BigSun-300x201With the first day of summer on June 20, employers with an outdoor workforce will want to be thinking about preventing heat illness.

California’s strict heat illness standards require employers to take precise steps to protect outdoor workers from heat illness. California’s standards are the most extensive in the country. The heat illness standards are enforced by Cal/OSHA, otherwise known as the Division of Occupational Safety and Health. Significant changes to the heat illness standard became effective last year on May 1, 2015.

Employers and employees both need to know the signs of heat illness so they can recognize the effects on workers and alert a supervisor if a worker needs assistance.

Cal/OSHA urges employers to prepare in advance for heat waves.

“Employers at outdoor worksites must know the steps to take to prevent heat illness injuries on the job,” said Cal/OSHA Chief Juliann Sum. “Cal/OSHA continues to focus on training and outreach, combined with enforcement targeting those employers who put their workers’ safety at risk.”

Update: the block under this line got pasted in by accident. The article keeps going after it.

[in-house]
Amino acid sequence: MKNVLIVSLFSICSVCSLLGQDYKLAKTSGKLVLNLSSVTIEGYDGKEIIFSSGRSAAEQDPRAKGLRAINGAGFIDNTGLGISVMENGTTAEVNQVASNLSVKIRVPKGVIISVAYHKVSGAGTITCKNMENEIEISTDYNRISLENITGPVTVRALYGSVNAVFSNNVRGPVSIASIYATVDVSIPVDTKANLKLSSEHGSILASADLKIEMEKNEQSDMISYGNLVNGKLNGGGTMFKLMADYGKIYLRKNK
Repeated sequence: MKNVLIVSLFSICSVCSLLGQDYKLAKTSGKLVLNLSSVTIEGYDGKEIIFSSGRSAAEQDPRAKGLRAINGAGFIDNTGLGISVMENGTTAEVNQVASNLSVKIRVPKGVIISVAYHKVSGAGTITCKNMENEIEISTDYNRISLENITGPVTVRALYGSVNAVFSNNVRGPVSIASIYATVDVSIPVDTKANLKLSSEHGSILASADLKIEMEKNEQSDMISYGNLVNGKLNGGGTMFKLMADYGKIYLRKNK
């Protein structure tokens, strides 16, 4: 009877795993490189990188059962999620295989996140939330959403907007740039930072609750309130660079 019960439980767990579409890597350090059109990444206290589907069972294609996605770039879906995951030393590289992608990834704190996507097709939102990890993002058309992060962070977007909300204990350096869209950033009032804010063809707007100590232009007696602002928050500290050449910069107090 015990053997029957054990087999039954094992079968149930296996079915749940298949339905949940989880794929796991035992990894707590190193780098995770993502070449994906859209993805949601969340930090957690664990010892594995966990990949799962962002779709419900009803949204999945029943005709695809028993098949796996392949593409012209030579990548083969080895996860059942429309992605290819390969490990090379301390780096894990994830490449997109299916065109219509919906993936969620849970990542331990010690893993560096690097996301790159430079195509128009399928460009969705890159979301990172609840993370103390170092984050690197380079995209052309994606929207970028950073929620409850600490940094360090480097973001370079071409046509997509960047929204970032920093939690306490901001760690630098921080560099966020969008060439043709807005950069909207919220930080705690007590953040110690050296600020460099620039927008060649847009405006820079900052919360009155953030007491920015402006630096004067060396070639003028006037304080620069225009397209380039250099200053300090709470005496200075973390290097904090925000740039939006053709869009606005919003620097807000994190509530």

In addition, whether you have an indoor or outdoor workforce, employers should always consider the overall duty to ensure a safe workplace.

General Overview

Heat illness is a serious medical condition that occurs when the body’s temperature control system can’t maintain an acceptable internal temperature, and a person’s body temperature can quickly rise to a dangerous level. If untreated, heat illness can be fatal.

The California Code of Regulations (CCR), Title 8, section 3395 (Heat Illness Prevention) contains the heat illness standard. In general, California’s heat illness prevention standards require employers with “outdoor places of employment” to:

  • Provide ready access to plenty of free, cool, fresh and pure water. Provide enough fresh water so that each employee can drink at least one quart per hour, or four eight-ounce glasses of water per hour, and encourage them to do so.
  • Provide a shaded area for workers to cool down when temperatures exceed 80 degrees.
  • Follow high-heat procedures when temperatures reach 95 degrees or higher (for employers in specific industries).
  • Institute and follow acclimatization procedures (where the body adjusts to increased exposure to heat).
  • Monitor weather.
  • Train workers and supervisors about heat illness and how to prevent it.